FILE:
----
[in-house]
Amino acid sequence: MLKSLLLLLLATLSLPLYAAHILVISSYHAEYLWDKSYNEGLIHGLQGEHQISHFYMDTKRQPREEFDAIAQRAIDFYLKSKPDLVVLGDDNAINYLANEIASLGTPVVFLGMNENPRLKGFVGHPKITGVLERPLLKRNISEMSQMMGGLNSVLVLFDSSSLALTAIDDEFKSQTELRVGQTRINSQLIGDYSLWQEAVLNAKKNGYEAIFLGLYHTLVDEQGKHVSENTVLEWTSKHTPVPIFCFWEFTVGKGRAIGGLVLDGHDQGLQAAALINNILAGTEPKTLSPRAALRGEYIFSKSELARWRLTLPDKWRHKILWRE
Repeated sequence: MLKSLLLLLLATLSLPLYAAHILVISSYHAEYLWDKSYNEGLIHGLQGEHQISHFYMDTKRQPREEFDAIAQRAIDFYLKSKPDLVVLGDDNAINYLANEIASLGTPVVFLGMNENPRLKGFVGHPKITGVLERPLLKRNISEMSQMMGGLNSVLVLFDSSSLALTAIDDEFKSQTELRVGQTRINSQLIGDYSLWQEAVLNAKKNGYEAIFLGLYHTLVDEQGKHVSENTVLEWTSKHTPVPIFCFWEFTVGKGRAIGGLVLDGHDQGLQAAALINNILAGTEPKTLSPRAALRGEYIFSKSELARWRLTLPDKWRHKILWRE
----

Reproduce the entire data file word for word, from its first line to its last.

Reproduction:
[in-house]
Amino acid sequence: MLKSLLLLLLATLSLPLYAAHILVISSYHAEYLWDKSYNEGLIHGLQGEHQISHFYMDTKRQPREEFDAIAQRAIDFYLKSKPDLVVLGDDNAINYLANEIASLGTPVVFLGMNENPRLKGFVGHPKITGVLERPLLKRNISEMSQMMGGLNSVLVLFDSSSLALTAIDDEFKSQTELRVGQTRINSQLIGDYSLWQEAVLNAKKNGYEAIFLGLYHTLVDEQGKHVSENTVLEWTSKHTPVPIFCFWEFTVGKGRAIGGLVLDGHDQGLQAAALINNILAGTEPKTLSPRAALRGEYIFSKSELARWRLTLPDKWRHKILWRE
Repeated sequence: MLKSLLLLLLATLSLPLYAAHILVISSYHAEYLWDKSYNEGLIHGLQGEHQISHFYMDTKRQPREEFDAIAQRAIDFYLKSKPDLVVLGDDNAINYLANEIASLGTPVVFLGMNENPRLKGFVGHPKITGVLERPLLKRNISEMSQMMGGLNSVLVLFDSSSLALTAIDDEFKSQTELRVGQTRINSQLIGDYSLWQEAVLNAKKNGYEAIFLGLYHTLVDEQGKHVSENTVLEWTSKHTPVPIFCFWEFTVGKGRAIGGLVLDGHDQGLQAAALINNILAGTEPKTLSPRAALRGEYIFSKSELARWRLTLPDKWRHKILWRE